Nuclear energy’s “cleanliness” claims are usually based on the lack of emissions from nuclear plants as they produce energy. This aspect is an improvement over coal’s greenhouse gasses, and perhaps hydroelectric power’s impact on waterways and salmon. None the less, the waste produced by nuclear power generation is a big problem, one of the foulest byproducts of any energy source. There is currently no long-term plan or solution for dealing with nuclear waste, which means much of it is kept in short-term tanks, often on the Reservation lands of Native American tribes.
Well it is cleaner than most other energy sources that can provide anywhere near the same amount of power. Nuclear energy does not really contribute to greenhouse gas emissions, but having waste that might never go away is pretty scary. Though there are a couple brand new advancements, like the use of E.Coli to negate the ability of nuclear waste’s ability to store it safely without it leaching into the soil or groundwater. If E.Coli does work out as well as they think it might, nuclear energy could be considered a very clean source. At the time though storing all the waste in a variety of types of vaults is no way to go. Putting off the problem until we hope science can fix it in the future has gotten us into the current global warming predicament we are in.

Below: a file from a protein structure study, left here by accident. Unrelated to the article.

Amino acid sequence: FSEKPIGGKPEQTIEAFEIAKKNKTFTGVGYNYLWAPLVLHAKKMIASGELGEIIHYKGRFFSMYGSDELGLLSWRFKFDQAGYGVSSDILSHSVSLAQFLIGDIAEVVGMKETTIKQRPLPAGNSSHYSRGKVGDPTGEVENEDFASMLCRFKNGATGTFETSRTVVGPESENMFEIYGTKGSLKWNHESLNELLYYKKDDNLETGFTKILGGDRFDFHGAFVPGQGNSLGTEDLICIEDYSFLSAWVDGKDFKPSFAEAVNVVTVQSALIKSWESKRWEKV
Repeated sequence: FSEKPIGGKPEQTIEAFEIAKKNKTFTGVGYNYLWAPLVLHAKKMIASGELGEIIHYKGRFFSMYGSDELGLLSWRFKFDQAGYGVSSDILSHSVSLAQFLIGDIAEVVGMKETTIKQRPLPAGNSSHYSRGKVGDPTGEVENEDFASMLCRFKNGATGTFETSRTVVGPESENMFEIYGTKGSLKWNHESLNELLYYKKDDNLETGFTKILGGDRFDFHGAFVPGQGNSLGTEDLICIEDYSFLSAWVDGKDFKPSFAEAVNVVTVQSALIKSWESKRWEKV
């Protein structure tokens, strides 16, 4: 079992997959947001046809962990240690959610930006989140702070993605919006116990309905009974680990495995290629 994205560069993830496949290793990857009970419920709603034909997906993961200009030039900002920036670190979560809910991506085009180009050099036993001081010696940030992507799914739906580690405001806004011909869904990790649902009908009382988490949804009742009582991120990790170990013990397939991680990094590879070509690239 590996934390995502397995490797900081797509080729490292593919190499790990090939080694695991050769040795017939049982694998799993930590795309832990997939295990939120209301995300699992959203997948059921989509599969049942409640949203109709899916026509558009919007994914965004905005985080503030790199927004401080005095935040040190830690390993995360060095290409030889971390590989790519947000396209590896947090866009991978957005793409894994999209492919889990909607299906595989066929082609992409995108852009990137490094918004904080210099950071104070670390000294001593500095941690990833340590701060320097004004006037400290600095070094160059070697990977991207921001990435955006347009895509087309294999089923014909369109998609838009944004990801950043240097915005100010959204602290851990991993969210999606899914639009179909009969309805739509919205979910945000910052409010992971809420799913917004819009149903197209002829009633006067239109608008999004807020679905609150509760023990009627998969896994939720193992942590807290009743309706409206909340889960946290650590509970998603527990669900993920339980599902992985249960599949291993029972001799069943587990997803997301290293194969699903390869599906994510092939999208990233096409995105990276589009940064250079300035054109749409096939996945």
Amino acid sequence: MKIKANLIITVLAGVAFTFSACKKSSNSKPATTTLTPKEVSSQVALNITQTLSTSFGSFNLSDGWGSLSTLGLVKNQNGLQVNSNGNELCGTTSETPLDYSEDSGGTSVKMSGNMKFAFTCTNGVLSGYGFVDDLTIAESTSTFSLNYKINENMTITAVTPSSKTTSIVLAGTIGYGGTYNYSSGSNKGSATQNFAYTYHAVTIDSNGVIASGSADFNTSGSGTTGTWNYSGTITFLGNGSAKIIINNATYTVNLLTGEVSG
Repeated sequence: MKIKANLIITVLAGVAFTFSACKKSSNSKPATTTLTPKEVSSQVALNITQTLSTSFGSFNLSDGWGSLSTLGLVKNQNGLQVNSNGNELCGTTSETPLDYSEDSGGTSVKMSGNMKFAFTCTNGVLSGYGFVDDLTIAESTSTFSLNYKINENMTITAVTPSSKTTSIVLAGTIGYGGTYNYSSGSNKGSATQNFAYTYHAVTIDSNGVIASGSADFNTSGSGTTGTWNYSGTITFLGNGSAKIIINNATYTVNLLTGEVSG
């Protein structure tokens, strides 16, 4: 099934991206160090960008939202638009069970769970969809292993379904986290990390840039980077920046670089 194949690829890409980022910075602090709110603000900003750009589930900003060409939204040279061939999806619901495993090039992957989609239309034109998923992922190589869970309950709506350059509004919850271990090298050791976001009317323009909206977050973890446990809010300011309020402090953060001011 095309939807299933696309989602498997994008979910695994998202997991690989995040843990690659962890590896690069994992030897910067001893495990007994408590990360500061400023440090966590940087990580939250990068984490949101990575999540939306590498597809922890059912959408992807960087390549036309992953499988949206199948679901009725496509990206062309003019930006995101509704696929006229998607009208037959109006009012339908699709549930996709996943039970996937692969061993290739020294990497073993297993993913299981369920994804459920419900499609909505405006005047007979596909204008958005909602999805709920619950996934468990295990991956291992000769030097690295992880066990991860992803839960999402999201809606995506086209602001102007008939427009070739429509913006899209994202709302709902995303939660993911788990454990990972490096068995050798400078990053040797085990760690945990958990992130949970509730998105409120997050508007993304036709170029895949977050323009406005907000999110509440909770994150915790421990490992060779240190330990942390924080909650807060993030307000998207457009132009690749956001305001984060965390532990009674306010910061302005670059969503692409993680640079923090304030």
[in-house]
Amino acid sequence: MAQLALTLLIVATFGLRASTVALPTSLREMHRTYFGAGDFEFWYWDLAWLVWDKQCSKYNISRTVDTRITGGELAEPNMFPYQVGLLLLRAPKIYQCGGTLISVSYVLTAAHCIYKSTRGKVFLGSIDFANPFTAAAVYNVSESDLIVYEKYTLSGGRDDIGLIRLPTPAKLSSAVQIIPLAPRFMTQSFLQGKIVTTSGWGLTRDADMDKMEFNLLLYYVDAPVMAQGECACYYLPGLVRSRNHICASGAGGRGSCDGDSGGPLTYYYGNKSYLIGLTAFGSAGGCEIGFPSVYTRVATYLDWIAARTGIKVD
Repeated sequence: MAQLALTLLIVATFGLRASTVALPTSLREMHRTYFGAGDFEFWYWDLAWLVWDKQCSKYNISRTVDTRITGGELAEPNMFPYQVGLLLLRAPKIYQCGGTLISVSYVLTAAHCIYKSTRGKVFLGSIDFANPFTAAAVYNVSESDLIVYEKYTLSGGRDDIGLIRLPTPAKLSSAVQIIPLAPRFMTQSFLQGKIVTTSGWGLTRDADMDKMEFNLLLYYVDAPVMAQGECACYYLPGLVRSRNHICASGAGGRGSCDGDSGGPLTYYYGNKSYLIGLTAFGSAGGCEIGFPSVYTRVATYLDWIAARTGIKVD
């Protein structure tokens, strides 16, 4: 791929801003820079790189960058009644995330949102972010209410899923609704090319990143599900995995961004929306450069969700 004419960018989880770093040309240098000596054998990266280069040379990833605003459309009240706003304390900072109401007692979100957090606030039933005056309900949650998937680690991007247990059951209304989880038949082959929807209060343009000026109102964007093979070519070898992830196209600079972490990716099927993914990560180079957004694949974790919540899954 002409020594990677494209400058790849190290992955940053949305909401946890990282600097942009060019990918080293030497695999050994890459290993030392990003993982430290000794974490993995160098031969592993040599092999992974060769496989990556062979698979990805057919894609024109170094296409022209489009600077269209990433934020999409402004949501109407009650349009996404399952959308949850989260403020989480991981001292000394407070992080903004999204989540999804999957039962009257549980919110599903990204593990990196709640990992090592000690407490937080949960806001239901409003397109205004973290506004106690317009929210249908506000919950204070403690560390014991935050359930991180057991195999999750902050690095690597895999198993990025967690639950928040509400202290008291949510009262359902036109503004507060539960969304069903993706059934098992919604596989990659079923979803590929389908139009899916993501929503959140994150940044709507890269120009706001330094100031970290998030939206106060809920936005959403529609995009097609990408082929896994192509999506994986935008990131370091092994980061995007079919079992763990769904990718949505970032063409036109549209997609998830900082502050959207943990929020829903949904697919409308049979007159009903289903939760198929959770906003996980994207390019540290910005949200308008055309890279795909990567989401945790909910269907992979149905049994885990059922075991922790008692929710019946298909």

Nuclear energy is actually far cleaner than its prevailing reputation may suggest. The only two significant waste products created by nuclear energy are used cooling water and spent nuclear fuel. The cooling water is often water that is taken in from a nearby river and then re-emitted to the river at a higher temperature (because it was used within the plant to cool the reactor). The environmental effects of this heated water is argued to be negative because it disrupts the natural state of the river and the life in it.
As far as the spent nuclear fuel is concerned, it is radioactive and dangerous. However, the operation of a successful nuclear power plant has techniques designed to isolate and remove this waste. Typically, the radioactive waste is securely transported and stored in well-isolated underground bunkers.
Consequently, when a nuclear power plant is running correctly, it actually has little environmental impact because all dangerous nuclear wastes are kept isolated. The only danger in a nuclear plant comes when the system does not work correctly and the reactor melts down or nuclear waste is not handled properly.
Click here to cancel reply.
Sorry,At this time user registration is disabled. We will open registration soon!
Don't have an account? Click Here to Signup
© Copyright GreenAnswers.com LLC